For the first time in three years, Keith Gill, the popular retail investor and Reddit hero, known in online circles as Roaring Kitty or DeepFuc*ingValue, showed his face to an audience of thousands in a highly anticipated livestream. Many fans hoped that the livestream would be the beginning of an exciting campaign to reinvigorate excitement around the meme stocks GameStop ($GME) and AMC ($AMC).

The event had been announced days in advance and the anticipation pushed the price of GME stock up nearly 50%. Fans and investors rallied behind their leader, expecting him to make sense of the reasoning behind his 9 figure bet on the struggling video game retailer.

However, the result was perhaps the opposite of what investors expected as the stock sank shortly after the live stream ended as Gill failed to provide a reasonable explanation for why he is backing GameStop except for statements concerning the company’s Chief Executive Officer, Ryan Cohen, who Gill believes is a crucial piece of the puzzle and possibly the centerpiece of his investment thesis.

You can still watch the entire livestream on YouTube if you want to learn more:

Rallying the Troops – Gill Discloses $300M Position on GME Days Before Livestream

For weeks, the financial communities on social media platforms like X (formerly Twitter) and Reddit were shocked by the reappearance of Gill. He had been radio silent for three years after leading the controversial meme stock craze of early 2021 that ended up with him seating in a Congress hearing, explaining his involvement and actions to lawmakers.

On Thursday, when Gill announced that he was holding a livestream, he sparked a significant jump in the price of GME stock, which surged by over 47% during that session, reaching a session high of $47.5 per share and then ultimately settling at $46.6 apiece.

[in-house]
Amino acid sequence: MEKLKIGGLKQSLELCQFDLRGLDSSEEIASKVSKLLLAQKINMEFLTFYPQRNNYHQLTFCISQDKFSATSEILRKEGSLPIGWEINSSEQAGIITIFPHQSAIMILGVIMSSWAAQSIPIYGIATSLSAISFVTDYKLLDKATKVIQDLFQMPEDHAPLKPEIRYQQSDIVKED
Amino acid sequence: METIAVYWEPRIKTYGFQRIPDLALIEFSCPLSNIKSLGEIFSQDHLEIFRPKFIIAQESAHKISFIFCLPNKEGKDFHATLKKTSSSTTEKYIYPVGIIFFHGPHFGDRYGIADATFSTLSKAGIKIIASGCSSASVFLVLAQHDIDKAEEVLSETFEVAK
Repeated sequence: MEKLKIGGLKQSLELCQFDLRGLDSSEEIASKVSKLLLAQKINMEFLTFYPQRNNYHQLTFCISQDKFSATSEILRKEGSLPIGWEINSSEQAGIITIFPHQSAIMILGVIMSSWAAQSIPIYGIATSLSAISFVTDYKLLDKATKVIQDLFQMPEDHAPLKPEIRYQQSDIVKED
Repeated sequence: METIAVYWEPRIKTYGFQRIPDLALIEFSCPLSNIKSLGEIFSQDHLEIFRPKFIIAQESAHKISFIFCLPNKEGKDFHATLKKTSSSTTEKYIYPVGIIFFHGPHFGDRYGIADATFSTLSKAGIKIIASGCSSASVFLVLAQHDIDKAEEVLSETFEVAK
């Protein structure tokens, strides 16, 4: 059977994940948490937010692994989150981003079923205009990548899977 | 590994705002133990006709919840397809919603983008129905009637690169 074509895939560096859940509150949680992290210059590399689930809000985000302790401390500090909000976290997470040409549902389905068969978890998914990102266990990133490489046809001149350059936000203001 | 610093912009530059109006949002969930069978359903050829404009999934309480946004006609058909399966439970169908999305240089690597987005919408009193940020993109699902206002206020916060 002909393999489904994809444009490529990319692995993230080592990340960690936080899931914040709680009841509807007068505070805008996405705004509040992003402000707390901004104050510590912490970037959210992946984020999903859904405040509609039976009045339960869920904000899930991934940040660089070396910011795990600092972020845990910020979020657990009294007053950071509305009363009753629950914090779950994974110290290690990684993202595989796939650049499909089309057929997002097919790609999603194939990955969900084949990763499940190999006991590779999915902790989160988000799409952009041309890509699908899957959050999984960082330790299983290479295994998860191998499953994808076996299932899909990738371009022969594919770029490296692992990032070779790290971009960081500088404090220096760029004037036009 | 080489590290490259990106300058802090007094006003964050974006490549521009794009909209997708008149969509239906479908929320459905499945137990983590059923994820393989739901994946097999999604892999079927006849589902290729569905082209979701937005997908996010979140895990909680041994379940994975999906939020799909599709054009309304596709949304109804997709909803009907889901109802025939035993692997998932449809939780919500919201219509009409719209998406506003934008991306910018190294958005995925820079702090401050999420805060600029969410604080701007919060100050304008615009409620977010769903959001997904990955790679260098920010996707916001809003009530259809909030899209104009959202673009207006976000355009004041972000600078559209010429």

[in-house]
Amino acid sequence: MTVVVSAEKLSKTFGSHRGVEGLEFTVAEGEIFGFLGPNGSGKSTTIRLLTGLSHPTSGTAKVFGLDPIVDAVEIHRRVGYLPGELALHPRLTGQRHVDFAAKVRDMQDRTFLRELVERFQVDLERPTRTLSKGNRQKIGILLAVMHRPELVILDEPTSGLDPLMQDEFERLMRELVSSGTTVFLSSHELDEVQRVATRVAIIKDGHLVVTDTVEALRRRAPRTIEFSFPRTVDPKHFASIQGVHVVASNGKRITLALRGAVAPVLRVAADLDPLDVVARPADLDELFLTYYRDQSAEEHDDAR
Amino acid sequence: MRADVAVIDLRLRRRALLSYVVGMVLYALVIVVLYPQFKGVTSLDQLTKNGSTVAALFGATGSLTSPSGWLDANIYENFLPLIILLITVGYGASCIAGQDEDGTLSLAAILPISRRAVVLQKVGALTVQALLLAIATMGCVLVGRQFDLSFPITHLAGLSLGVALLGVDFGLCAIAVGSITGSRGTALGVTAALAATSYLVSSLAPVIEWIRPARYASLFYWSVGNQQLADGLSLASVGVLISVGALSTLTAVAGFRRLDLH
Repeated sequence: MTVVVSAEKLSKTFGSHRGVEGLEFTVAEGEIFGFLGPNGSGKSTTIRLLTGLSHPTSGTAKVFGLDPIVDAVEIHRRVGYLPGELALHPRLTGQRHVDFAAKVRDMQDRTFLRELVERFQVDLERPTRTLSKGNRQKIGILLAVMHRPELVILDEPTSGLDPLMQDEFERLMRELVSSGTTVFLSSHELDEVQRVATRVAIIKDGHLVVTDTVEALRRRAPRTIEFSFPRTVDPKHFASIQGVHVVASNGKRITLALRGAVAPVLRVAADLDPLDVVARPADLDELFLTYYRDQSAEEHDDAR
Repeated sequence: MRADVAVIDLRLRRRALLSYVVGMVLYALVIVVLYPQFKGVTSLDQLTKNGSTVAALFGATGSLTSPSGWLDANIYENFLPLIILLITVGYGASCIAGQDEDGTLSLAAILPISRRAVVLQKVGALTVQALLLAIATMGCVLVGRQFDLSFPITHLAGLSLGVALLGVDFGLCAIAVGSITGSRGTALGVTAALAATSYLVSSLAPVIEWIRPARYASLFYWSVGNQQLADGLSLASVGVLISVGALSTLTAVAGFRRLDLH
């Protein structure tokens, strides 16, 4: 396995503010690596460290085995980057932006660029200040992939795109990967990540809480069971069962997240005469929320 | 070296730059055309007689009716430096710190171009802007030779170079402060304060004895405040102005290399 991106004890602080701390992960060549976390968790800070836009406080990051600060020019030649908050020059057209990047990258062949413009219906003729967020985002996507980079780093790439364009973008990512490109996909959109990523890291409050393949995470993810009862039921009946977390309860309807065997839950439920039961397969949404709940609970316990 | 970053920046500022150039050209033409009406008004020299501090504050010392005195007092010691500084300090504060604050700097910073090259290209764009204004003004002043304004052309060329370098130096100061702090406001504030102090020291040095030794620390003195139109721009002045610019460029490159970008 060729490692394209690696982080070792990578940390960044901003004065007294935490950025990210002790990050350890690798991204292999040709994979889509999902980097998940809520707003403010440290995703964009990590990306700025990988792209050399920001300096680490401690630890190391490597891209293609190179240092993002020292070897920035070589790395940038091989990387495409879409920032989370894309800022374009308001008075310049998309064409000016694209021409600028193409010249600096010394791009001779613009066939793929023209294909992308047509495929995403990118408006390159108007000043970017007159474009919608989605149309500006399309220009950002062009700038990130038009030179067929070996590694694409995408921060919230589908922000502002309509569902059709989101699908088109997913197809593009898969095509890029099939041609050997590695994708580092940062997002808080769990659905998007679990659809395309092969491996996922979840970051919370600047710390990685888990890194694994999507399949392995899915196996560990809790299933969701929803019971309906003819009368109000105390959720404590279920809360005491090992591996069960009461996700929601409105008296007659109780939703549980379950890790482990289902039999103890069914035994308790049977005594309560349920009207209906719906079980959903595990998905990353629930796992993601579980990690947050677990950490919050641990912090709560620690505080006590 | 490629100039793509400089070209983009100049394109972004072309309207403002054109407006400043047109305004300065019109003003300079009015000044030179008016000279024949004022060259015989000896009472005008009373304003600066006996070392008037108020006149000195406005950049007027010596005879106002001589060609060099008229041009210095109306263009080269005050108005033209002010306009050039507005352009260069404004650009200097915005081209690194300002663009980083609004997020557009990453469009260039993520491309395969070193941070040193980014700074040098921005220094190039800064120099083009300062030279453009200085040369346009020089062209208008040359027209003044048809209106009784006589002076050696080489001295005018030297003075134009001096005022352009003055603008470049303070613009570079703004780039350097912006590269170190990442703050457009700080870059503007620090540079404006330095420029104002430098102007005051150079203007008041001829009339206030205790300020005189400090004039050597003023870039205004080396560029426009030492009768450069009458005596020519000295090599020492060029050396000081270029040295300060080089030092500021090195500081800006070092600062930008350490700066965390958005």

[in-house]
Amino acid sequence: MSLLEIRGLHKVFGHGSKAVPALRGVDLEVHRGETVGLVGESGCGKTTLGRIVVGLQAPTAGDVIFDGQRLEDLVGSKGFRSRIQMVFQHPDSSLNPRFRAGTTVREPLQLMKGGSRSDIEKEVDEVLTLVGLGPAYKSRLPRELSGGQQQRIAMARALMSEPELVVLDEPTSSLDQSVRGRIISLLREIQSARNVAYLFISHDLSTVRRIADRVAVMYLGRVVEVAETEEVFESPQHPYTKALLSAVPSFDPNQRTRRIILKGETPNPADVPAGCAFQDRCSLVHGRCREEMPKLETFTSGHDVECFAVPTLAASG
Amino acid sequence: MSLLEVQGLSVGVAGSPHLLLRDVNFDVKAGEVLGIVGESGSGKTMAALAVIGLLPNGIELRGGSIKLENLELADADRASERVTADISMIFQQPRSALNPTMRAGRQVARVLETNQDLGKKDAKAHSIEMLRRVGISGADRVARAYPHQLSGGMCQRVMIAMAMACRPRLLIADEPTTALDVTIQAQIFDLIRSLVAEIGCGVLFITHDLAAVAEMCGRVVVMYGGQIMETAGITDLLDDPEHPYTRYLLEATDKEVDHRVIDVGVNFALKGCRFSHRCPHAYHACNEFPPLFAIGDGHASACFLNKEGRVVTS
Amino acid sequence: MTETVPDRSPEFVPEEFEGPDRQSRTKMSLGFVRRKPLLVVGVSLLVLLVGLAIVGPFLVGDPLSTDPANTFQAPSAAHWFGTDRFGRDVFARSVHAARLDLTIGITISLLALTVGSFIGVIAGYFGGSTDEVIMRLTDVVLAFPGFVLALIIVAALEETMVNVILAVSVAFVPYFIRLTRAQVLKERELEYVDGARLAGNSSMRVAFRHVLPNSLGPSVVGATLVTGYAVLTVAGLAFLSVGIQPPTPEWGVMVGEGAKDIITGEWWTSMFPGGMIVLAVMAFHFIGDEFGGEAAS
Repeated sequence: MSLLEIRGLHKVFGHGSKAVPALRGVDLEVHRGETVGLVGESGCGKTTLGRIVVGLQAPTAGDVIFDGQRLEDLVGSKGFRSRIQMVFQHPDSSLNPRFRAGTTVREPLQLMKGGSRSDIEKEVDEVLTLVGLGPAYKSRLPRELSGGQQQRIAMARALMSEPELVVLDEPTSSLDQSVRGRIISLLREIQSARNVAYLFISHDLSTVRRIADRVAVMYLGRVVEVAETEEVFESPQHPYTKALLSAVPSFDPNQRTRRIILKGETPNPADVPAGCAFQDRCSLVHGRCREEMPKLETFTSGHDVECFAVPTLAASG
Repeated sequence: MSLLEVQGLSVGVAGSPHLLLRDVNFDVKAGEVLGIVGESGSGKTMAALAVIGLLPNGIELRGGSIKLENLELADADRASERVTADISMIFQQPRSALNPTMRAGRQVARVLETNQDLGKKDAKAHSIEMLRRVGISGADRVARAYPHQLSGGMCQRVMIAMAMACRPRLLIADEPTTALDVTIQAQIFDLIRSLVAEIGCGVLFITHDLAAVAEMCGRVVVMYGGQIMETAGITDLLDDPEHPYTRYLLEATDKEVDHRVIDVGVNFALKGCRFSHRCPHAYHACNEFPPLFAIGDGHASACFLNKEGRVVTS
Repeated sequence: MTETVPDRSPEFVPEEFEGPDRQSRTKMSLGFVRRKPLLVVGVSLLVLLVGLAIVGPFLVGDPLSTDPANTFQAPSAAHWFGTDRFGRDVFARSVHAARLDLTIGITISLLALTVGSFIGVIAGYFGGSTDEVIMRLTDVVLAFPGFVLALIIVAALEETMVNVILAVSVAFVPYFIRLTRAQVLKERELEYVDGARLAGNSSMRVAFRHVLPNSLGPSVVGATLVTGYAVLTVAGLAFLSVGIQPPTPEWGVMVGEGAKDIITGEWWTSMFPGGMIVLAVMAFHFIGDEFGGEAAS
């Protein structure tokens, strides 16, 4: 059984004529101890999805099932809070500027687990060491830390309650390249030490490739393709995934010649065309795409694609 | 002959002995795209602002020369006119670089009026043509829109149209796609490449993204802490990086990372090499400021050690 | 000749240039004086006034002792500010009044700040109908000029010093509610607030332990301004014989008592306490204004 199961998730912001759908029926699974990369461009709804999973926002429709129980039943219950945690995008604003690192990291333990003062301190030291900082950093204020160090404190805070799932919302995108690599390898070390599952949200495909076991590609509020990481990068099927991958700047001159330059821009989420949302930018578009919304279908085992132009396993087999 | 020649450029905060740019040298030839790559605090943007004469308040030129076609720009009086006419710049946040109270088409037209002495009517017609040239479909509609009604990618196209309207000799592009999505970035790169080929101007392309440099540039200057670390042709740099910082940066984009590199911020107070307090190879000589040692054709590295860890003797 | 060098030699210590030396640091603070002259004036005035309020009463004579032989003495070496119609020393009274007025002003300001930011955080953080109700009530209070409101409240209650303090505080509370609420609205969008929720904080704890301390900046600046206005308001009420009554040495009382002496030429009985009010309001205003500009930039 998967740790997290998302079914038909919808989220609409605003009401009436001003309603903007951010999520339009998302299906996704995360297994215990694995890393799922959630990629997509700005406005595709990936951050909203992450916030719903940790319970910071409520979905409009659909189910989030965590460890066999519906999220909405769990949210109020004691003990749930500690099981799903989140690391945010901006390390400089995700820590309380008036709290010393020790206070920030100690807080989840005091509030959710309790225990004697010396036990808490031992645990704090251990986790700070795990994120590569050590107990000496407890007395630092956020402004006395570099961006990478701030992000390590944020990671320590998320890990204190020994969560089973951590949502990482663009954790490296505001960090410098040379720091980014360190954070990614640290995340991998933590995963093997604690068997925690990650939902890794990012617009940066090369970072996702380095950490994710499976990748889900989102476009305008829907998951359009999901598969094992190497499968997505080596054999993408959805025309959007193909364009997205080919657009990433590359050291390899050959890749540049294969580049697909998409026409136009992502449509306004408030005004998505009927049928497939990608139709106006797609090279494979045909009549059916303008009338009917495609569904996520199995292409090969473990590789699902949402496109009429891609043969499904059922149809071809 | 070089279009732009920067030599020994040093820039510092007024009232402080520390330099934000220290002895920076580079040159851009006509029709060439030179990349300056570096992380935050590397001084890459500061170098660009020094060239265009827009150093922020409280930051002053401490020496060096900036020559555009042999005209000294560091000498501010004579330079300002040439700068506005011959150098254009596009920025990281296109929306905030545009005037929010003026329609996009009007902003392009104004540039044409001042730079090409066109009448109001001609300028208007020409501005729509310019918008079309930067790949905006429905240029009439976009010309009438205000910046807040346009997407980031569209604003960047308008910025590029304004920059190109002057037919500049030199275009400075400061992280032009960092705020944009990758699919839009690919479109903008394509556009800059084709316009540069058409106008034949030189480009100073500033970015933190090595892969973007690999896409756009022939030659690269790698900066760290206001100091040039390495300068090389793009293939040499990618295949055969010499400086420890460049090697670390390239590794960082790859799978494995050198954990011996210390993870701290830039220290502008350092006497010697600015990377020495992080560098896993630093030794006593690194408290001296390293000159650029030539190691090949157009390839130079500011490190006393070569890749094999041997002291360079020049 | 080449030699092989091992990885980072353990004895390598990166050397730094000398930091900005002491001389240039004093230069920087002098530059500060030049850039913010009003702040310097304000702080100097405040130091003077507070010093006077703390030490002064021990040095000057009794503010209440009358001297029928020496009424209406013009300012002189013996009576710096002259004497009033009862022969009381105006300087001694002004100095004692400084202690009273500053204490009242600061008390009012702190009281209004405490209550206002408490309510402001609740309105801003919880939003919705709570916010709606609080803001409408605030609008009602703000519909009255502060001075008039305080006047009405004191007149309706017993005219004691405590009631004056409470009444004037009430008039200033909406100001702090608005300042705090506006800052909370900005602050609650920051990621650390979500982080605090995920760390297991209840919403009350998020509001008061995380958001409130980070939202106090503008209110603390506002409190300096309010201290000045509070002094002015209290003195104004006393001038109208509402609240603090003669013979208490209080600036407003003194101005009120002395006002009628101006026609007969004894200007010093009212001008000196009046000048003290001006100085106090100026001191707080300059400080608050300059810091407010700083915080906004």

The appointment came just days after Gill revealed a sizable position in GME stock that included 5 million common shares and 120,000 options contracts that would entitle Roaring Kitty to another 12 million shares if these were exercised. The options contracts had a strike price of $20 and expired on 21 June – just eleven days from now.

The price of GME shares was, of course, propelled by this disclosure. The subsequent move ended up pushing Gill’s option position into in-the-money territory. Estimates back then resulted in unrealized gains of around $260 million on the options position alone if he had cashed out at that time.

The stage seemed perfectly set for Gill’s triumphant return. Just hours before his livestream, GameStop unexpectedly released its first-quarter earnings report, revealing a 29% decline in sales and plans to sell up to 75 million additional shares.

The company’s dismal performance and dilutive share offering unsurprisingly spooked investors, setting the scene for Gill to potentially reinvigorate confidence in GameStop’s long-awaited turnaround.

A Head-Scratching Appearance Causes GameStop Stock Price to Tank

Since the moment Gill went live on YouTube on Friday, it was obvious that this livestream would be anything but conventional. The former employee of Mass Mutual and popular Reddit character wore a headband, a sling, and sunglasses – pretty much his regular outfit and similar to what he wore back in 2021 when he first rose to popularity.

“You post a couple of memes, you post a couple of screenshots, and everyone loses their minds,” he joked.

Gill was upfront in saying that he had “no real gameplan” in regard to the livestream and clarified that there was no lawyer present during the event.

During the next 50 minutes or so, Gill reiterated his long-standing belief in GameStop’s ability to transform its business under the leadership of CEO Ryan Cohen but offered little to no evidence regarding how he thought the company could pull this off.

Ultimately, Gill stated that he is betting on Cohen more than anything. “I believe this guy,” Gill stressed.

“It’s kind of based on feeling,” he told investors outright, leaving no doubt that there is essentially no objective foundation that justifies why he is investing in GameStop apart from a hunch.